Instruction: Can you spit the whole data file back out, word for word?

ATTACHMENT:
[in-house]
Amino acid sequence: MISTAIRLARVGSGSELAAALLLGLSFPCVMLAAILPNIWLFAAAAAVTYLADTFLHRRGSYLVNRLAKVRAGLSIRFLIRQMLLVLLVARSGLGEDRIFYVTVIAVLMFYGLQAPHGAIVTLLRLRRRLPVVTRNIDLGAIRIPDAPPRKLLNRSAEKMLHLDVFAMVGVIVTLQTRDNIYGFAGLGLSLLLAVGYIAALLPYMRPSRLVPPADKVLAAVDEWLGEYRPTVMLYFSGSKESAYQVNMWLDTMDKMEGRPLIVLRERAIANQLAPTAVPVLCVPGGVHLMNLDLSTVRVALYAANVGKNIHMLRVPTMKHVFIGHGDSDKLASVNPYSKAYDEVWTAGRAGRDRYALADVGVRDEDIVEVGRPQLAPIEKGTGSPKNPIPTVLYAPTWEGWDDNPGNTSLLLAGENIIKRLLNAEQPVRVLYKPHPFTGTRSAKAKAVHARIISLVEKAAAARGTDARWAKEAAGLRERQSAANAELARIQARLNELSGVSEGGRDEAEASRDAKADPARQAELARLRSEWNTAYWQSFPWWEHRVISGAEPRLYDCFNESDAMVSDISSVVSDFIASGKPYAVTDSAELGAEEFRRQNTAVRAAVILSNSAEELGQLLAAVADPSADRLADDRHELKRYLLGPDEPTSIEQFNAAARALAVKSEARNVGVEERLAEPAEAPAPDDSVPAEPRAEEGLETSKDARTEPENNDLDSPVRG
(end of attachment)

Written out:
[in-house]
Amino acid sequence: MISTAIRLARVGSGSELAAALLLGLSFPCVMLAAILPNIWLFAAAAAVTYLADTFLHRRGSYLVNRLAKVRAGLSIRFLIRQMLLVLLVARSGLGEDRIFYVTVIAVLMFYGLQAPHGAIVTLLRLRRRLPVVTRNIDLGAIRIPDAPPRKLLNRSAEKMLHLDVFAMVGVIVTLQTRDNIYGFAGLGLSLLLAVGYIAALLPYMRPSRLVPPADKVLAAVDEWLGEYRPTVMLYFSGSKESAYQVNMWLDTMDKMEGRPLIVLRERAIANQLAPTAVPVLCVPGGVHLMNLDLSTVRVALYAANVGKNIHMLRVPTMKHVFIGHGDSDKLASVNPYSKAYDEVWTAGRAGRDRYALADVGVRDEDIVEVGRPQLAPIEKGTGSPKNPIPTVLYAPTWEGWDDNPGNTSLLLAGENIIKRLLNAEQPVRVLYKPHPFTGTRSAKAKAVHARIISLVEKAAAARGTDARWAKEAAGLRERQSAANAELARIQARLNELSGVSEGGRDEAEASRDAKADPARQAELARLRSEWNTAYWQSFPWWEHRVISGAEPRLYDCFNESDAMVSDISSVVSDFIASGKPYAVTDSAELGAEEFRRQNTAVRAAVILSNSAEELGQLLAAVADPSADRLADDRHELKRYLLGPDEPTSIEQFNAAARALAVKSEARNVGVEERLAEPAEAPAPDDSVPAEPRAEEGLETSKDARTEPENNDLDSPVRG